I've been shooting photos since I was about 16, when I took a class in high school. I learned to shoot with film, and then process it in a darkroom. though I love the idea of finding myself with film in a darkroom again, this is online and digital. 

our first week was about the basics. remembering how to use a camera on manual settings, rather than the super-easy automatic. all over again, I'm trying to wrap it up inside my head the difference between a low aperture & a high aperture. which ISO is best on sunny days. what shutter speed I need for light, but to also keep the picture crisp. these are all things I learned back in that concrete-block of a high school classroom, but things I'd dropped from my experience awhile ago.

so I've had my first week. and enjoyed being with camera in hand, and taking the pause to not just frame the photo but also set the light. letting the photography be more of an art, than a point and shoot. these are some of the photos I took for the class. 

this guy came back from a hike as I was outside shooting some class photos. he found a new walking stick, and was smiling because he'd gotten to spend a few hours outside hiking by himself. and it is my favorite photo from last week. 


empty but for all the wild

we took a drive up north a bit, to check on a friend's cabin. a winter check...making sure it was doing well since it was last used this summer. the cabin is just over the border in colorado. but you take a small highway to a dirt road, to another dirt road, to another. you feel more solitary at each turn. and there you are, in the middle of wild lands, at a cabin that sits on the edge of the rio grande gorge. this isn't a place you think of having an address. this is a place you choose because you need to escape having an address for awhile.

oh, and the wild ponies roam the mesa. these amazing animals that we think of as domestic, and yet for generations they have roamed. (seeing them for the first time, felt a little magical for me.) 

after opening the gate, and heading down the very snowy driveway, we might have both been holding our breath a little, hoping all was well with the cabin. and it was. 

even out here, having private property can be a challenge. and the horses aren't interested in fences staying up.

the rio was frozen. this formidable river, just a silent figure. 

tracks of coyote, conejitos and the horses were all we found of any cabin visitors. which was a relief. the cabin sits, with sunny windows, on a view to the deep gorge below. we sat on the sunny side of the porch (it was warmer outside in the sun than inside) and ate sandwiches. d. noticed a winged shadow on the frozen river below, and jumped up, knowing it must be a bald eagle. we both ran to the other side of the cabin, catching that huge bird in flight away. mighty wings that eagle has.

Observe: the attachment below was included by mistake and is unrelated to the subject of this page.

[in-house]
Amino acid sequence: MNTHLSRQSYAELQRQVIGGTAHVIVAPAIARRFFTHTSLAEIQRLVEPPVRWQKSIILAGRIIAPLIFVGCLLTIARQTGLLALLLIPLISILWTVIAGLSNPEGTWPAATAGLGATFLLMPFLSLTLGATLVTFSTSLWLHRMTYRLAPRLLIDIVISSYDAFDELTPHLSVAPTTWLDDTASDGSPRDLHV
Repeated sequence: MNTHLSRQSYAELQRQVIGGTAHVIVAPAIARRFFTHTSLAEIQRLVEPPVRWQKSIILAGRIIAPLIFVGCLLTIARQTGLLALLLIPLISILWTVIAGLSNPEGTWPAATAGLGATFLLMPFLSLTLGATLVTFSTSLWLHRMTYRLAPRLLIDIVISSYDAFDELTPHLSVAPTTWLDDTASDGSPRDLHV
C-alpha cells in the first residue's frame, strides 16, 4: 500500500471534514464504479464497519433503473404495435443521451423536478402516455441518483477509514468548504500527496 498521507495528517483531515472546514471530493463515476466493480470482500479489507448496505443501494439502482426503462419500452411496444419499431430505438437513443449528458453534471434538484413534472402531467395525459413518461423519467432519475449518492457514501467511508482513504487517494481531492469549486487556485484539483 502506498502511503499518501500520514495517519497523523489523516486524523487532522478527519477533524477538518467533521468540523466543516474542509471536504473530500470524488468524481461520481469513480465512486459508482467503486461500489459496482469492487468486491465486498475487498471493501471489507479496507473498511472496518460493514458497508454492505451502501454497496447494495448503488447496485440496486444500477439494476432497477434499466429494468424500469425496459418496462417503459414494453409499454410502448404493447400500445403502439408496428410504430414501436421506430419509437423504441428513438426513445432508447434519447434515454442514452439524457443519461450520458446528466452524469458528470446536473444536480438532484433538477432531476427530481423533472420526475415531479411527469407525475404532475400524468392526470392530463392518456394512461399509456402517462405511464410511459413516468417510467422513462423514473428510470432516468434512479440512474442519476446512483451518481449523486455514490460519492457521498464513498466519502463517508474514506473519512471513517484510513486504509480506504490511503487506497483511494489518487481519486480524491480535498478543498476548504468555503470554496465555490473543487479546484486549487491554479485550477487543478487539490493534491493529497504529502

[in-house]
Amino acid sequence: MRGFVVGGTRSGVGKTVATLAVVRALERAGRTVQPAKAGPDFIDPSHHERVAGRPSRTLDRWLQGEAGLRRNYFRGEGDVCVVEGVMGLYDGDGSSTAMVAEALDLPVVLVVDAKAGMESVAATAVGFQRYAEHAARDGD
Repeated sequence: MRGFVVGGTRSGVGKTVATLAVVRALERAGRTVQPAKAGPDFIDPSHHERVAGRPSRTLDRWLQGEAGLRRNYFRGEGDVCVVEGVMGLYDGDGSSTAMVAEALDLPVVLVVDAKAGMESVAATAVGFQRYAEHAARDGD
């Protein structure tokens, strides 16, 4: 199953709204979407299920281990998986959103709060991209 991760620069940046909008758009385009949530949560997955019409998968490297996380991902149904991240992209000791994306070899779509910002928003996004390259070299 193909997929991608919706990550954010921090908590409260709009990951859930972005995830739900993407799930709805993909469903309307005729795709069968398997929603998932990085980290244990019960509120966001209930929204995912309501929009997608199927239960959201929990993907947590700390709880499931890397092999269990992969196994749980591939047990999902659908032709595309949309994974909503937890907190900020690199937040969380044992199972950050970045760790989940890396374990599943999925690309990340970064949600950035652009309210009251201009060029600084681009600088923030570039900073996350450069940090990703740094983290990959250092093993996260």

blue sky, purple mountains and gold & snowy plains.
wild horses, wild land, and a bald eagle. 
it was a great morning adventure. 


the Fechin Museum

Nicolai Fechin lived in Taos only a few years, but in that time he created a masterpiece of a home as well as many paintings influenced by the area. This home is now known as the Fechin (or the Taos Art Museum).  The Fechin family moved here in 1927, at the suggestion of Mabel Dodge Luhan. They soon bought this house and began its renovation until in 1933, when they returned to New York City. 

More than a collection of Taos artists, the house is a fine creation of adobe & woodwork. I wasn't expecting to be more impressed by the home than the pieces being displayed. Fechin himself did the the woodwork, as he'd been trained in Russia by his carpenter-father. 

The Buffalo Hunter's Son, Bert Philips, 1920-25

A painting done by an artist from my hometown, was a wonderful surprise to walk in & see. 

Guadalupe Church, Cliff Harmon, 1948

Fechin bought the adobe house and then renovated it, with the help of craftsmen from the Pueblo. Much of the wood-carvings are influenced by Russian motifs, which in combination with the New Mexican-style adobe, is almost magical. It is a work of molded, curved mud walls, viga ceilings, sunny beveled glass windows, oxidizing copper fixtures and hand-carved wood.

The museum holds hundreds of paintings from Taos-based artists, many from the Taos Society (the group of artists that gathered here in the early 20th-century).